13 February 2015
Young people are facing a postcode lottery in gaining work experience – with some parts of the UK twice as likely to offer work experience as others.
A survey of 18,000 businesses revealed one in five say nothing will persuade them to offer work experience, yet two in three say experience is vital in hiring new staff.
The survey was carried out by the UK Commission for Employment and Skills, a government-funded organisation.
“Young people are already facing increasingly difficult conditions finding their way into the workplace, and the news that these factors can be further compounded based simply on location is disheartening,” said Michael Davis, the chief executive of UKCES.
“Contact with the world of work should be a component of all young people’s educational experience, and all schools and colleges should have links with at least one local business.
“That’s not altruism – it’s essential if we’re to create the skilled workers all business need to survive and thrive.”
The latest research is in a long line of evidence reflecting the worsening youth employment crisis. Government figures show that around 40% of the UK’s 1.9 million unemployed people are aged under 25. While unemployment levels are falling, unemployment for young workers remains shockingly high.
764,000 young people aged 16-24 were unemployed in September to November 2014, up 30,000 on the previous quarter. The unemployment rate (the proportion of the economically active population who are unemployed) for 16-24 year olds was 16.9%, up 0.9 percentage points from the previous quarter.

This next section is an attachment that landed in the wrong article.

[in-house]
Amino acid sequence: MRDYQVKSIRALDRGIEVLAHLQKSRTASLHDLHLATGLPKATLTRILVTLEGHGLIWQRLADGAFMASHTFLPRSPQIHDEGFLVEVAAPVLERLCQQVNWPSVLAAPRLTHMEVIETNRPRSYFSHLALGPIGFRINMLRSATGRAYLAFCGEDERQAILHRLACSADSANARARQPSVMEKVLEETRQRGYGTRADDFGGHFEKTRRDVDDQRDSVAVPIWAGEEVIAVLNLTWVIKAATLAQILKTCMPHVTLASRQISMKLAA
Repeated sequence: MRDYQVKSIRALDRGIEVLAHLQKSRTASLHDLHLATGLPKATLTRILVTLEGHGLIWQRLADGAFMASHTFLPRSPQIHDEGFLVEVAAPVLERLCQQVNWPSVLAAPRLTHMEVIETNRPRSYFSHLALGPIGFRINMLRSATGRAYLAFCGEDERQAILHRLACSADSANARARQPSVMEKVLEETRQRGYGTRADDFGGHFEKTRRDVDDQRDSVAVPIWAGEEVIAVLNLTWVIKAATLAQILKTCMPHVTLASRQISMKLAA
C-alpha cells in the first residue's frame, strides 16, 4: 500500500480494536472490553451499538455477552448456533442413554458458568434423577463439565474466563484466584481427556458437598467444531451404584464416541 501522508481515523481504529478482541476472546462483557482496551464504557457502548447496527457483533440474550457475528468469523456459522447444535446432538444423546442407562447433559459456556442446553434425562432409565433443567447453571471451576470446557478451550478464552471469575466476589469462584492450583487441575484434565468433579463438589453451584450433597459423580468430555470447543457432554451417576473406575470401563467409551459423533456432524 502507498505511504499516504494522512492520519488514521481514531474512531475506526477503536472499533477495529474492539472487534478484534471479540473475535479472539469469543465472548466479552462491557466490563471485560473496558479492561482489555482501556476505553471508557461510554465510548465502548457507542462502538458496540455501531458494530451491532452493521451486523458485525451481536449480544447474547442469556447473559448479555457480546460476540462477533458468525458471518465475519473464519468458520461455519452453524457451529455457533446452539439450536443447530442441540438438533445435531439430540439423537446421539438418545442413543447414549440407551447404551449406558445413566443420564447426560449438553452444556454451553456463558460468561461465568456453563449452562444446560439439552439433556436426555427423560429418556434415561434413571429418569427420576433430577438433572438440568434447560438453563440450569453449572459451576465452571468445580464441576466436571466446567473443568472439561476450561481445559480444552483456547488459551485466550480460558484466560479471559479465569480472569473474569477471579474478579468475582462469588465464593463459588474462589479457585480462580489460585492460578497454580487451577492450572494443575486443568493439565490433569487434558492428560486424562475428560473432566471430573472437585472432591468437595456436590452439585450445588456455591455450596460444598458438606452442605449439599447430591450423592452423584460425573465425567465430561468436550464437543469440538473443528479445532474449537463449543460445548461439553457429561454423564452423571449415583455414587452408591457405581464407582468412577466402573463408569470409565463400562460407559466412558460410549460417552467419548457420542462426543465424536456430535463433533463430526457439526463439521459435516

While Employment Minister Esther McVey’s solution to youth unemployment is to urge young people to keep “knocking on doors”, the jobs and the opportunities to gain experience are simply not there.
And the opportunities that do exist are increasingly open only to a privileged few; underlying the issue is the fact that “work experience” is often a byword for unpaid labour. Unpaid internships number 22,000 university graduates at any one time, according to the Sutton Trust, charity and think tank which aims to improve social mobility. However, the average cost of an internship to the intern is £926 a week in London (excl. transport), which works out at £5,556 for a six month internship – a price that only the rich can afford. Indeed, a poll by the Social Mobility and Child Poverty Commission found that 74% of Britons thought a young person in their family would not be able to afford to undertake one.